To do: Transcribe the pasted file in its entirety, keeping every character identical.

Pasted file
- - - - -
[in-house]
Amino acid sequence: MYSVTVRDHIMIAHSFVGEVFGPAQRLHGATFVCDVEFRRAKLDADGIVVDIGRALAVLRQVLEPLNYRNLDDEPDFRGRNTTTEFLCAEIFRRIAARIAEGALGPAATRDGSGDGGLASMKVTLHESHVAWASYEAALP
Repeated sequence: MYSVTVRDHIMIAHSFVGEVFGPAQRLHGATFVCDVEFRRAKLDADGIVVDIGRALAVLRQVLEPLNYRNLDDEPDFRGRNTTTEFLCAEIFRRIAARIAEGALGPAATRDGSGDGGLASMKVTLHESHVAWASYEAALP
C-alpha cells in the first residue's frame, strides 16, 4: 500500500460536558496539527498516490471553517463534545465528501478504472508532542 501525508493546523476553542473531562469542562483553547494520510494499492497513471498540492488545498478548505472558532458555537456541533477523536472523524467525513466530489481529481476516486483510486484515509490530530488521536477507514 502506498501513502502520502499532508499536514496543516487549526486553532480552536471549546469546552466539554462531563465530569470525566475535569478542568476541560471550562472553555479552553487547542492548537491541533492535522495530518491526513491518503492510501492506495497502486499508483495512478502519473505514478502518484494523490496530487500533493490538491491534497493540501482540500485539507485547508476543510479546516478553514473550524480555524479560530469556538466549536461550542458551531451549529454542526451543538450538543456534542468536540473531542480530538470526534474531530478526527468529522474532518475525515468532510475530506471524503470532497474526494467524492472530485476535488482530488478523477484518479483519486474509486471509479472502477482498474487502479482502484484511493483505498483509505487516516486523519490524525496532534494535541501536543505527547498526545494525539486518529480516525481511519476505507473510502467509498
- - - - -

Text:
[in-house]
Amino acid sequence: MYSVTVRDHIMIAHSFVGEVFGPAQRLHGATFVCDVEFRRAKLDADGIVVDIGRALAVLRQVLEPLNYRNLDDEPDFRGRNTTTEFLCAEIFRRIAARIAEGALGPAATRDGSGDGGLASMKVTLHESHVAWASYEAALP
Repeated sequence: MYSVTVRDHIMIAHSFVGEVFGPAQRLHGATFVCDVEFRRAKLDADGIVVDIGRALAVLRQVLEPLNYRNLDDEPDFRGRNTTTEFLCAEIFRRIAARIAEGALGPAATRDGSGDGGLASMKVTLHESHVAWASYEAALP
C-alpha cells in the first residue's frame, strides 16, 4: 500500500460536558496539527498516490471553517463534545465528501478504472508532542 501525508493546523476553542473531562469542562483553547494520510494499492497513471498540492488545498478548505472558532458555537456541533477523536472523524467525513466530489481529481476516486483510486484515509490530530488521536477507514 502506498501513502502520502499532508499536514496543516487549526486553532480552536471549546469546552466539554462531563465530569470525566475535569478542568476541560471550562472553555479552553487547542492548537491541533492535522495530518491526513491518503492510501492506495497502486499508483495512478502519473505514478502518484494523490496530487500533493490538491491534497493540501482540500485539507485547508476543510479546516478553514473550524480555524479560530469556538466549536461550542458551531451549529454542526451543538450538543456534542468536540473531542480530538470526534474531530478526527468529522474532518475525515468532510475530506471524503470532497474526494467524492472530485476535488482530488478523477484518479483519486474509486471509479472502477482498474487502479482502484484511493483505498483509505487516516486523519490524525496532534494535541501536543505527547498526545494525539486518529480516525481511519476505507473510502467509498